(CN) – The 6th Circuit reinstated the $20 million federal lawsuit of a former Michigan Gaming Control Board employee who claims he was unconstitutionally fired after he filed two whistleblower lawsuits in state court, including one against the board.
In 2008 Patrick Devlin filed actions in Ingham County Circuit Court. The first lawsuit alleged that Michigan Attorney General Mike Cox was not properly enforcing the state’s liquor licensing laws against tribal casinos. The second accused the Michigan Civil Service Commission and the gaming board of failing to follow their own hiring policies.
Newspapers quoted Devlin in articles about those lawsuits, and the board fired him. Devlin then filed a federal action against half a dozen state officials, and complained about his firing to the civil service commission.
In the commission grievance, Devlin argued that he was entitled to reinstatement and back pay, or front pay from his firing date to his planned retirement.
In the federal lawsuit, Devlin claimed that his firing violated his rights under the First Amendment, the due process clause and state law.
The defendants successfully moved to dismiss the federal lawsuit based on Younger v. Harris, which bars federal courts from interfering in some state civil actions.
But the Cincinnati-based appellate panel found that Younger, which is typically cited in cases where a “federal plaintiff is a defendant in ongoing or threatened state court proceedings seeking to enjoin continuation of those state proceedings,” does not apply in this case.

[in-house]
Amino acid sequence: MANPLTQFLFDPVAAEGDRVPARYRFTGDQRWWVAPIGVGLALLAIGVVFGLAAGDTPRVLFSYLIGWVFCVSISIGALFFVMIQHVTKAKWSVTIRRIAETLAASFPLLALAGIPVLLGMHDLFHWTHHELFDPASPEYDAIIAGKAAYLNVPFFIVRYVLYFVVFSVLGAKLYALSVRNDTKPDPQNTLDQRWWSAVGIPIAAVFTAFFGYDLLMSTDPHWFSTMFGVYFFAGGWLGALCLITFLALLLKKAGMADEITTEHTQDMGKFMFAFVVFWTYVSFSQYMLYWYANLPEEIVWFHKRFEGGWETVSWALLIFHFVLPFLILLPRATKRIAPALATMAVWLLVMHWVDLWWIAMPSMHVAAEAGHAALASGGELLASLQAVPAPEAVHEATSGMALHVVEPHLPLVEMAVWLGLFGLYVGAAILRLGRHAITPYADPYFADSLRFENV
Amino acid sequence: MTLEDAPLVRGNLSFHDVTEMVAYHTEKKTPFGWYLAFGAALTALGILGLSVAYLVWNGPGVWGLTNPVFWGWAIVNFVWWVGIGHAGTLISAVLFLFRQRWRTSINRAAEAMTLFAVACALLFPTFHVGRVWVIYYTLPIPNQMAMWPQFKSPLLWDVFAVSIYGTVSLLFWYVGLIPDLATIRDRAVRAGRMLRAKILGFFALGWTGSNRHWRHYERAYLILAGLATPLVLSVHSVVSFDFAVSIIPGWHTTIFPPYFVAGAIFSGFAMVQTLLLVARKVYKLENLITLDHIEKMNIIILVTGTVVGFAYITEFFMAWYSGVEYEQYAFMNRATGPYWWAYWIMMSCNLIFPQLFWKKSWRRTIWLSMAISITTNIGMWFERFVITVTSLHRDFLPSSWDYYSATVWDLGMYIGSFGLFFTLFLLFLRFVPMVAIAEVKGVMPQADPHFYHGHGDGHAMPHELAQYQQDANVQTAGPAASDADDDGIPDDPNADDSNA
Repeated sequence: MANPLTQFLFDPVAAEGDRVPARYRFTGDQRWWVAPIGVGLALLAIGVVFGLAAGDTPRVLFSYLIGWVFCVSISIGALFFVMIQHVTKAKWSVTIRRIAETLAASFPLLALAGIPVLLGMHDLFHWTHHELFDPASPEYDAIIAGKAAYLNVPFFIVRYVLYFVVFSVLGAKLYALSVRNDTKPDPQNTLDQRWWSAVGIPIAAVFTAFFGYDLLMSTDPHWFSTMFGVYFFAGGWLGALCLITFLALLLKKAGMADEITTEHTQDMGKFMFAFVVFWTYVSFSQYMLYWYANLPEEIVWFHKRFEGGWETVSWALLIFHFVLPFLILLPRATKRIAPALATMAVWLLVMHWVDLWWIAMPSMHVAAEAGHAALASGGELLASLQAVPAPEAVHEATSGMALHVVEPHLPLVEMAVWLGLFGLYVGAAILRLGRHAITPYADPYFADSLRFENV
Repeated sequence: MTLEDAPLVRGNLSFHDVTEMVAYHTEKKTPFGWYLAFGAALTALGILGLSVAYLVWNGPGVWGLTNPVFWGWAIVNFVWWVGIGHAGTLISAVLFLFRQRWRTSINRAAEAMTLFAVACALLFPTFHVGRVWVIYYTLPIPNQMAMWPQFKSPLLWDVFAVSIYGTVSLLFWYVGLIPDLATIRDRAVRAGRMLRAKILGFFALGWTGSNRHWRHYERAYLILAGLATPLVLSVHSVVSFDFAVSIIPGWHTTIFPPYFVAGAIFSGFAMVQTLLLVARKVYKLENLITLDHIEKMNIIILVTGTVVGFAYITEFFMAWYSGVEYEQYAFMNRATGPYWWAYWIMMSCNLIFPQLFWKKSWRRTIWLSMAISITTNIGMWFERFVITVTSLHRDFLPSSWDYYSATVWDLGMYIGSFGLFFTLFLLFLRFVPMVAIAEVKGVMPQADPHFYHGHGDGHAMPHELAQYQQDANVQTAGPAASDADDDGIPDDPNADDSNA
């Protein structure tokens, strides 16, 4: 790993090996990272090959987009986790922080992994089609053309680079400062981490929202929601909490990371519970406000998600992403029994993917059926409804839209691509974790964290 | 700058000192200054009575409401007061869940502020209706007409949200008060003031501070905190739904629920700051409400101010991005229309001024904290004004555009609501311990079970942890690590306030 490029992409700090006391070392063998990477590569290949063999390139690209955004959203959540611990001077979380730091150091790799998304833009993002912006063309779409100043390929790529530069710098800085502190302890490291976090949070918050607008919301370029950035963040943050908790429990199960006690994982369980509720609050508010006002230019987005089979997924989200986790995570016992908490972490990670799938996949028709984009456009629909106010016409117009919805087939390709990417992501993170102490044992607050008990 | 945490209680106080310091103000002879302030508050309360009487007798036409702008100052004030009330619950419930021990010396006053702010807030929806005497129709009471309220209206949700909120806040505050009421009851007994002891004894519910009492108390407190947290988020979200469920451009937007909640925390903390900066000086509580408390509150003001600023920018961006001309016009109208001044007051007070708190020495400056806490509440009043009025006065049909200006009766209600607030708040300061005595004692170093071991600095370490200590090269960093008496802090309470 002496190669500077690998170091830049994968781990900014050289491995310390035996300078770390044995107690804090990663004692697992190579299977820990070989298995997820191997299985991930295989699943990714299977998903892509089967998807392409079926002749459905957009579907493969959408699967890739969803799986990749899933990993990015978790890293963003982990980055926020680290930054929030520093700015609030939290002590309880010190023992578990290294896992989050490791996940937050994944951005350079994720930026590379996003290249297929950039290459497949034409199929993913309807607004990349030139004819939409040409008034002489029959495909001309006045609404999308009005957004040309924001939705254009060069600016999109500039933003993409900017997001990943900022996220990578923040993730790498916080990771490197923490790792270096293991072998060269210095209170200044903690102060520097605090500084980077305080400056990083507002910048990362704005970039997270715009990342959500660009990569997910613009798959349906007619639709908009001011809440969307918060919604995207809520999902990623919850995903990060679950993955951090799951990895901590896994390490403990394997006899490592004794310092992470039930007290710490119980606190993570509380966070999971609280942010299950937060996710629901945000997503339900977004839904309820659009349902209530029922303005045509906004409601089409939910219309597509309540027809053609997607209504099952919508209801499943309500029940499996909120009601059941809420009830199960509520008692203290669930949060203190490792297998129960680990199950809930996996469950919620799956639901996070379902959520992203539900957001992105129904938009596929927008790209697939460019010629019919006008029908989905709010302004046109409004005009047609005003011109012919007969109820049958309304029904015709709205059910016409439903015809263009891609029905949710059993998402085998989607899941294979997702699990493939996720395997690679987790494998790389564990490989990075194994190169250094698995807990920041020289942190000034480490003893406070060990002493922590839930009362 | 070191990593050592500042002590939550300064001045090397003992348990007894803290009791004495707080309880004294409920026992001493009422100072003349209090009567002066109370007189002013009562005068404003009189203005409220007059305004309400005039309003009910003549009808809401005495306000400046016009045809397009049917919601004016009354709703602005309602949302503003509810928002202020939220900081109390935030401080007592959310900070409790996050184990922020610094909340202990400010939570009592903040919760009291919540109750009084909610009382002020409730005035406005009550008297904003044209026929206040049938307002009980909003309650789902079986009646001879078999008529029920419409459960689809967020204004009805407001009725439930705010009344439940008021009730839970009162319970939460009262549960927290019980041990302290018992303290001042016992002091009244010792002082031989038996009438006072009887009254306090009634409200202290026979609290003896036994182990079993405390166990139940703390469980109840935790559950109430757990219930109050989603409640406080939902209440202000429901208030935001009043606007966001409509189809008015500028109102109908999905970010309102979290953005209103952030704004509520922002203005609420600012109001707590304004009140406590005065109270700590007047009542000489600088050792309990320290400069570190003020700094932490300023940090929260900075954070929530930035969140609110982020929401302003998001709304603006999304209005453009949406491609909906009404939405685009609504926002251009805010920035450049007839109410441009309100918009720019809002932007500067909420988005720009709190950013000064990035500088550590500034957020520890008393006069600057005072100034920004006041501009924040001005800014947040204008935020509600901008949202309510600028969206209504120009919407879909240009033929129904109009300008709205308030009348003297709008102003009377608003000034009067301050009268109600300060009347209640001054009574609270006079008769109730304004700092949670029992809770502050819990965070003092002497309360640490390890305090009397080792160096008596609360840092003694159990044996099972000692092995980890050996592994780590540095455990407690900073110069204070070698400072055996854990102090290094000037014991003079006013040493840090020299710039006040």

Younger is not applicable when a plaintiff is party to both a federal and state action and is not trying to use the federal court to stop the state court action, Judge John Rogers wrote for the three-judge panel.
“Accordingly, Younger does not prevent the federal court from ruling on Devlin’s claims in the present suit because Devlin is the plaintiff in both the federal and state proceedings, and Devlin does not seek to enjoin the state proceedings or otherwise use the federal court to shield him from state enforcement efforts,” Rogers wrote.
As Devlin dose not seek to stop the civil service commission’s proceedings, but rather “seeks consistent forms of relief in federal and state proceedings,” Younger does not bar the federal suit, the court concluded.
“On remand, however, the district court may consider other possible bases for dismissal or stay,” Rogers added.